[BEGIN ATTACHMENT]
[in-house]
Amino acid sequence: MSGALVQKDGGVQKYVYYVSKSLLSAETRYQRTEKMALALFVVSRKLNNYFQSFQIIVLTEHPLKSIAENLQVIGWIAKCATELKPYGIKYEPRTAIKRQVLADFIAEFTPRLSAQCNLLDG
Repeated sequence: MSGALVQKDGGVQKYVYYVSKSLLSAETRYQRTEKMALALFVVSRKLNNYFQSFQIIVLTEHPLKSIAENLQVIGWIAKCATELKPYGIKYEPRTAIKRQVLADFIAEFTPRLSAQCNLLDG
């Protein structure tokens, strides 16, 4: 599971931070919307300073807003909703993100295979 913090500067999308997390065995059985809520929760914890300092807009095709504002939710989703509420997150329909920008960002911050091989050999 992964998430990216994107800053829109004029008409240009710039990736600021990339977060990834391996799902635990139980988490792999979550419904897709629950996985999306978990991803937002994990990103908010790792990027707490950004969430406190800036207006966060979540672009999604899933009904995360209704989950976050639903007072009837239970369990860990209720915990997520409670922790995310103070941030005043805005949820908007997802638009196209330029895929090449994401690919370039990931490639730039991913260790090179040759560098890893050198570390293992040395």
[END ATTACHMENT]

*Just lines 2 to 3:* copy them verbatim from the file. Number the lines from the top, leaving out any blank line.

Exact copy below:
Amino acid sequence: MSGALVQKDGGVQKYVYYVSKSLLSAETRYQRTEKMALALFVVSRKLNNYFQSFQIIVLTEHPLKSIAENLQVIGWIAKCATELKPYGIKYEPRTAIKRQVLADFIAEFTPRLSAQCNLLDG
Repeated sequence: MSGALVQKDGGVQKYVYYVSKSLLSAETRYQRTEKMALALFVVSRKLNNYFQSFQIIVLTEHPLKSIAENLQVIGWIAKCATELKPYGIKYEPRTAIKRQVLADFIAEFTPRLSAQCNLLDG